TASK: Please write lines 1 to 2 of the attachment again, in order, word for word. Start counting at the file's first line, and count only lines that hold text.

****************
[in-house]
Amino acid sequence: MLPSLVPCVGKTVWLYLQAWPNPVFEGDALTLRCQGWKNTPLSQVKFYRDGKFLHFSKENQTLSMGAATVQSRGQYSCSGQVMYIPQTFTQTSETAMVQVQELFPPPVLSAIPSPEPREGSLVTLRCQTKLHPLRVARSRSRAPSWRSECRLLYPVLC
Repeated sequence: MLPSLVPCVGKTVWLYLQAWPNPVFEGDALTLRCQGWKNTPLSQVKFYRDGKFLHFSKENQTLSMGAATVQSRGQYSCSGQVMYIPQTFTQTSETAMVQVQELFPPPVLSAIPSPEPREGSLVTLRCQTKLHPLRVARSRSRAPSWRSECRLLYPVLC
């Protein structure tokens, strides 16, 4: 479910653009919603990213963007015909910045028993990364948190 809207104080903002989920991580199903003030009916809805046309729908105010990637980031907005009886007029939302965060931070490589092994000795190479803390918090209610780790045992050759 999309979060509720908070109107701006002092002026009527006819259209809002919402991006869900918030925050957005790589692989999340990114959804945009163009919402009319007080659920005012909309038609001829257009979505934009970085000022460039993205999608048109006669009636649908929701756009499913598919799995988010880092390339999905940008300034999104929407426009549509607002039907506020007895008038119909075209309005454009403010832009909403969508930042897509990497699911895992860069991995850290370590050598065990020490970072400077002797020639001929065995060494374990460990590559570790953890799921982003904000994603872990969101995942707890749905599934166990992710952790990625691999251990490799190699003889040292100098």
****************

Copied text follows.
[in-house]
Amino acid sequence: MLPSLVPCVGKTVWLYLQAWPNPVFEGDALTLRCQGWKNTPLSQVKFYRDGKFLHFSKENQTLSMGAATVQSRGQYSCSGQVMYIPQTFTQTSETAMVQVQELFPPPVLSAIPSPEPREGSLVTLRCQTKLHPLRVARSRSRAPSWRSECRLLYPVLC